Saturday morning. I’m collapsed in my chair. My dog is heaving beside me. We ran two miles in half an hour, used to run 3 miles in 25 minutes, things have changed.
In 2010 I wrote a story about a white dog (story: woman and dog swim across the bay in a storm, and run wild through the hidden pathways of coastal villages by night; real life: tired mum actually loves the parenting snuggles and feeding her kids, then goes for an evening jog and swim with her buddy — same landscape, but less angst and more puffing and wheezing).
So anyway, it’s 2021 and irl the white dog, my crazy-high-energy rocket dog, is now old. Worse, he’s fat — in the COVID lockdowns of 2020, home-educating the kids and working at my desk, there was so little time for self-care that like many people I sacrificed my own. I hadn’t realised how much this would impact my running buddy and muse.
He’s put on 9lbs. He’s a DOG.
I’ve put on 18lbs. (Proportionally, roughly the same.)
For me, this is squashy, but for my old boy, it’s life-threatening. He’s 12. I looked up how long his breed live and it said 10-12 years. Scream. However, he was super-fit for ten of those twelve years, and it’s only in the last few months that he’s started to look unwieldy and slow. He’s salvageable. With a little care, he could go on a couple more years, said the vet.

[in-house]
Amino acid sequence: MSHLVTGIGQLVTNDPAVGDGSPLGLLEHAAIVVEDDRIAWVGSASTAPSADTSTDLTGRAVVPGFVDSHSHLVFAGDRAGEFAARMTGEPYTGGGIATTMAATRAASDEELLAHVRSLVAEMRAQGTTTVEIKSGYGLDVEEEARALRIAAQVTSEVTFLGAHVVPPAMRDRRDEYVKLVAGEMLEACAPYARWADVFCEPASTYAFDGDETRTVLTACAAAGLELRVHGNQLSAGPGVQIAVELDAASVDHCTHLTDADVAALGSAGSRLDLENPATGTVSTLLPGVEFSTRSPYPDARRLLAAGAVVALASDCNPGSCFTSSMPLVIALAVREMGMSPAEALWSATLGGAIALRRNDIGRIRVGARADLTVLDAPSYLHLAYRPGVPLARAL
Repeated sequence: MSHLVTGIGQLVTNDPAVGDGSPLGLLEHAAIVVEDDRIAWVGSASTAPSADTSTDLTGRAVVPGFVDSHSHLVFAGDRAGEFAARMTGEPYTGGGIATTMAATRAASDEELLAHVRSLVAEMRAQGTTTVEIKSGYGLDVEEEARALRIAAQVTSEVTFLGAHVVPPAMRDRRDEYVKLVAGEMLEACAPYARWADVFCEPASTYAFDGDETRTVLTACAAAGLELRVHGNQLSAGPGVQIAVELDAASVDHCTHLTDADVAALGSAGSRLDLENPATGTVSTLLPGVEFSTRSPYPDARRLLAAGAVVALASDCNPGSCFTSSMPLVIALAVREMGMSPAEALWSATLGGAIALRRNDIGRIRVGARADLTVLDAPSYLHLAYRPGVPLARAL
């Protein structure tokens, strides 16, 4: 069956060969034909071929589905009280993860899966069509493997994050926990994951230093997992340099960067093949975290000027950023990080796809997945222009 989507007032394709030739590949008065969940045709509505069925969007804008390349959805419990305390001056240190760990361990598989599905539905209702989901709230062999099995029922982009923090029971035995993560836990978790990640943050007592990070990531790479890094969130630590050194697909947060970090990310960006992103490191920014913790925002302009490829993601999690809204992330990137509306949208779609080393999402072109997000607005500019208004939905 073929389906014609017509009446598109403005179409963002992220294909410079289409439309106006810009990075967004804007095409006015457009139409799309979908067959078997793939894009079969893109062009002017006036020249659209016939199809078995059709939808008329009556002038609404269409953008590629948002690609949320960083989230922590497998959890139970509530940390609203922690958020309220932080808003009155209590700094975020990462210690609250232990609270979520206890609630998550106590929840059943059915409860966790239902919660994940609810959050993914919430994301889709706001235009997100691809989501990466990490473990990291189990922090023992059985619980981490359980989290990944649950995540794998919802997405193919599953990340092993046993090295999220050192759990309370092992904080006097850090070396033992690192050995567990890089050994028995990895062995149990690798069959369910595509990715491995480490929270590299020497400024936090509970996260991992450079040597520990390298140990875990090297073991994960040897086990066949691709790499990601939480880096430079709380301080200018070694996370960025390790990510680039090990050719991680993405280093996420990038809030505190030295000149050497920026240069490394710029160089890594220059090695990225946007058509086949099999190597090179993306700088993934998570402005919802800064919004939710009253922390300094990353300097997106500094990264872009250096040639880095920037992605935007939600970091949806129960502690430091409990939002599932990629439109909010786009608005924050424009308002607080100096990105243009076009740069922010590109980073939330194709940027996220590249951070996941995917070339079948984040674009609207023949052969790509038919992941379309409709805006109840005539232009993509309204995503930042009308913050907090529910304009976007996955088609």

I want those years. I imagine he also wants those years.
— Dylan Thomas
This was intended to be purely a fiction blog but running and mountains and the sea are part of my make-up — I can’t not be about them — so here we are. The old dog who enabled my fitness and informed my fiction for so many years now needs me to come back to this. The parenting, the housework, the day job, the finances will all of course demand the greater slice, but my old boy, as always, is leading me back to the basics.
Wet Stones, 2011